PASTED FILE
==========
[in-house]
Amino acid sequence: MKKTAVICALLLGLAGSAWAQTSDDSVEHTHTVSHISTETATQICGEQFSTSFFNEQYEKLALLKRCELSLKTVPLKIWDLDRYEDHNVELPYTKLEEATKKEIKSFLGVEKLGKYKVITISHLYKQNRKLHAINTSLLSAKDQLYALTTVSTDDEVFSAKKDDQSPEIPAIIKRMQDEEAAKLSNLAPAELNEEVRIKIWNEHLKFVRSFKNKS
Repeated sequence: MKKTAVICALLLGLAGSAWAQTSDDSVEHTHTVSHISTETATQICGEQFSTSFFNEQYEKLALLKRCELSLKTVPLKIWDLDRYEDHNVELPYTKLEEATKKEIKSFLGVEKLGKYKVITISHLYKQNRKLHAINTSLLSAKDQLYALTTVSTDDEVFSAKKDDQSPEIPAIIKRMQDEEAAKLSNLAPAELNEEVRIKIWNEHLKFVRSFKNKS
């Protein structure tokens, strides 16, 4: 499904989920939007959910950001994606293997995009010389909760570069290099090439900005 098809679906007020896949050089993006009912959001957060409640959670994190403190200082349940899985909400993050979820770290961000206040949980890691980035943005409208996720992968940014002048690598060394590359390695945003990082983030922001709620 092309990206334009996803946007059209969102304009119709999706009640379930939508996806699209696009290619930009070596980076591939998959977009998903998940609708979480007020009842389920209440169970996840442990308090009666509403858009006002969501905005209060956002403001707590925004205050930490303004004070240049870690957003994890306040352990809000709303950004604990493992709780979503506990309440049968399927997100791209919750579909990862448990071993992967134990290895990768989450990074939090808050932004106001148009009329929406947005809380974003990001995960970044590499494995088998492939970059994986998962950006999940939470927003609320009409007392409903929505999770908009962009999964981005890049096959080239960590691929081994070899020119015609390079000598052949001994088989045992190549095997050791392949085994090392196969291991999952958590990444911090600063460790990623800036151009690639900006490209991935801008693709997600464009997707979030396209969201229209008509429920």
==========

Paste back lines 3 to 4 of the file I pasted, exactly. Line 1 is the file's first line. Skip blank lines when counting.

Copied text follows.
Repeated sequence: MKKTAVICALLLGLAGSAWAQTSDDSVEHTHTVSHISTETATQICGEQFSTSFFNEQYEKLALLKRCELSLKTVPLKIWDLDRYEDHNVELPYTKLEEATKKEIKSFLGVEKLGKYKVITISHLYKQNRKLHAINTSLLSAKDQLYALTTVSTDDEVFSAKKDDQSPEIPAIIKRMQDEEAAKLSNLAPAELNEEVRIKIWNEHLKFVRSFKNKS
């Protein structure tokens, strides 16, 4: 499904989920939007959910950001994606293997995009010389909760570069290099090439900005 098809679906007020896949050089993006009912959001957060409640959670994190403190200082349940899985909400993050979820770290961000206040949980890691980035943005409208996720992968940014002048690598060394590359390695945003990082983030922001709620 092309990206334009996803946007059209969102304009119709999706009640379930939508996806699209696009290619930009070596980076591939998959977009998903998940609708979480007020009842389920209440169970996840442990308090009666509403858009006002969501905005209060956002403001707590925004205050930490303004004070240049870690957003994890306040352990809000709303950004604990493992709780979503506990309440049968399927997100791209919750579909990862448990071993992967134990290895990768989450990074939090808050932004106001148009009329929406947005809380974003990001995960970044590499494995088998492939970059994986998962950006999940939470927003609320009409007392409903929505999770908009962009999964981005890049096959080239960590691929081994070899020119015609390079000598052949001994088989045992190549095997050791392949085994090392196969291991999952958590990444911090600063460790990623800036151009690639900006490209991935801008693709997600464009997707979030396209969201229209008509429920």